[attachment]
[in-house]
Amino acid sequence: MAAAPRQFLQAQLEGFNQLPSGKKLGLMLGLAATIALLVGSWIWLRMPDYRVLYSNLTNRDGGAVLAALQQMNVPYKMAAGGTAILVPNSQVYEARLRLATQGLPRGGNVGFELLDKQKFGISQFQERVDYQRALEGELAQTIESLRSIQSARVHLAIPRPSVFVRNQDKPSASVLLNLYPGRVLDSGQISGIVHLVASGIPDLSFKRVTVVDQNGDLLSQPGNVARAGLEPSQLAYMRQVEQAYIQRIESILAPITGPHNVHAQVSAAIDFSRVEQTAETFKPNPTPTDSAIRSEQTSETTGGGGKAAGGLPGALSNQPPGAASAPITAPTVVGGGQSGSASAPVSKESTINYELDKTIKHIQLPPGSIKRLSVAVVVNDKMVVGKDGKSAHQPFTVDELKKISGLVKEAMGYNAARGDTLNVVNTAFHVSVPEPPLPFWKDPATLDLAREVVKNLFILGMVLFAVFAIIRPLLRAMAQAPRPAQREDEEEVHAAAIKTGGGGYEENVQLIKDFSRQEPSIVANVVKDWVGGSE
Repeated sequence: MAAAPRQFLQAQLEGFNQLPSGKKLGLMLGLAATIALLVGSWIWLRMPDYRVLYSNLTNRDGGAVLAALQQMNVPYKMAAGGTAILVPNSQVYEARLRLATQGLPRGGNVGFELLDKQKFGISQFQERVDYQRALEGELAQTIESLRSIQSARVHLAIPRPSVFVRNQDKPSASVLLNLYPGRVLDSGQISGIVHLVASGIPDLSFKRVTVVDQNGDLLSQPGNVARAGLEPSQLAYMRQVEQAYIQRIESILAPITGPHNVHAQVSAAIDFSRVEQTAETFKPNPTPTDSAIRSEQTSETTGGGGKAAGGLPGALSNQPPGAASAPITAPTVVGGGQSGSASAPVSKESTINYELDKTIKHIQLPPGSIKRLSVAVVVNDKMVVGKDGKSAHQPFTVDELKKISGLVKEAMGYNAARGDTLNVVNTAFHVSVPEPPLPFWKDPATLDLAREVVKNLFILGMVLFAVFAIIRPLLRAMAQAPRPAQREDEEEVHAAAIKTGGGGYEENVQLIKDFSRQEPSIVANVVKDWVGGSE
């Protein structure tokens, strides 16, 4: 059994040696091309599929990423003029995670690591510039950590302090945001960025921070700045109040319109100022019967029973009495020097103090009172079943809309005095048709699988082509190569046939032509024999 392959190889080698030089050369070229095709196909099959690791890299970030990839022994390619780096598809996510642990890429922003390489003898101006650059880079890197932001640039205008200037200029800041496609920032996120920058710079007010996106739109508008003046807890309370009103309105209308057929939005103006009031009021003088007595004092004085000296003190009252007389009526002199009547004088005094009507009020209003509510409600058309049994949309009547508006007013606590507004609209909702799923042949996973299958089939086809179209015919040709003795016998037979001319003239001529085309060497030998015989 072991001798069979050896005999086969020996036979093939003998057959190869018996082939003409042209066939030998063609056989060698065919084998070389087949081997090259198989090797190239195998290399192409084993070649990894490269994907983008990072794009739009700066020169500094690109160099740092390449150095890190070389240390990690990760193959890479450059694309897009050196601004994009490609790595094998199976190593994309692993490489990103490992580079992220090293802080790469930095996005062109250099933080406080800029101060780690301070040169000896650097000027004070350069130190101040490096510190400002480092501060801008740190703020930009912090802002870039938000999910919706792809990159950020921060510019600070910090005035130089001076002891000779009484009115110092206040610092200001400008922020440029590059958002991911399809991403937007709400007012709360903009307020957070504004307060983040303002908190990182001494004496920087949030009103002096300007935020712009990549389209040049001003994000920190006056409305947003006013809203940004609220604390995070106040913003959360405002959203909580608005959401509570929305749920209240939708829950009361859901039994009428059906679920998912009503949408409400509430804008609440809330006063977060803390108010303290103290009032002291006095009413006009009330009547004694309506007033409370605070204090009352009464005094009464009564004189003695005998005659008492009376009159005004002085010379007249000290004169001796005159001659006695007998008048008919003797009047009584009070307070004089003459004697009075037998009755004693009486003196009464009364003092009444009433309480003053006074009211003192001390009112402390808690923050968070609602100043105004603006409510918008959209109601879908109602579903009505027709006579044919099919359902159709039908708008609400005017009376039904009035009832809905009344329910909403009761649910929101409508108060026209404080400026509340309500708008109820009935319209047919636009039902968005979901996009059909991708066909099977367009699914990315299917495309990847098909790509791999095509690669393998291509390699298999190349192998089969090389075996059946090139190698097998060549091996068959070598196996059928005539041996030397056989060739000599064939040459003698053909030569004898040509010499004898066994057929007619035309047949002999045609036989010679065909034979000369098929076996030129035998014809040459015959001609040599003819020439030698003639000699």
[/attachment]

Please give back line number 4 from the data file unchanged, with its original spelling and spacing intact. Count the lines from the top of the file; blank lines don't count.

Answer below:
């Protein structure tokens, strides 16, 4: 059994040696091309599929990423003029995670690591510039950590302090945001960025921070700045109040319109100022019967029973009495020097103090009172079943809309005095048709699988082509190569046939032509024999 392959190889080698030089050369070229095709196909099959690791890299970030990839022994390619780096598809996510642990890429922003390489003898101006650059880079890197932001640039205008200037200029800041496609920032996120920058710079007010996106739109508008003046807890309370009103309105209308057929939005103006009031009021003088007595004092004085000296003190009252007389009526002199009547004088005094009507009020209003509510409600058309049994949309009547508006007013606590507004609209909702799923042949996973299958089939086809179209015919040709003795016998037979001319003239001529085309060497030998015989 072991001798069979050896005999086969020996036979093939003998057959190869018996082939003409042209066939030998063609056989060698065919084998070389087949081997090259198989090797190239195998290399192409084993070649990894490269994907983008990072794009739009700066020169500094690109160099740092390449150095890190070389240390990690990760193959890479450059694309897009050196601004994009490609790595094998199976190593994309692993490489990103490992580079992220090293802080790469930095996005062109250099933080406080800029101060780690301070040169000896650097000027004070350069130190101040490096510190400002480092501060801008740190703020930009912090802002870039938000999910919706792809990159950020921060510019600070910090005035130089001076002891000779009484009115110092206040610092200001400008922020440029590059958002991911399809991403937007709400007012709360903009307020957070504004307060983040303002908190990182001494004496920087949030009103002096300007935020712009990549389209040049001003994000920190006056409305947003006013809203940004609220604390995070106040913003959360405002959203909580608005959401509570929305749920209240939708829950009361859901039994009428059906679920998912009503949408409400509430804008609440809330006063977060803390108010303290103290009032002291006095009413006009009330009547004694309506007033409370605070204090009352009464005094009464009564004189003695005998005659008492009376009159005004002085010379007249000290004169001796005159001659006695007998008048008919003797009047009584009070307070004089003459004697009075037998009755004693009486003196009464009364003092009444009433309480003053006074009211003192001390009112402390808690923050968070609602100043105004603006409510918008959209109601879908109602579903009505027709006579044919099919359902159709039908708008609400005017009376039904009035009832809905009344329910909403009761649910929101409508108060026209404080400026509340309500708008109820009935319209047919636009039902968005979901996009059909991708066909099977367009699914990315299917495309990847098909790509791999095509690669393998291509390699298999190349192998089969090389075996059946090139190698097998060549091996068959070598196996059928005539041996030397056989060739000599064939040459003698053909030569004898040509010499004898066994057929007619035309047949002999045609036989010679065909034979000369098929076996030129035998014809040459015959001609040599003819020439030698003639000699």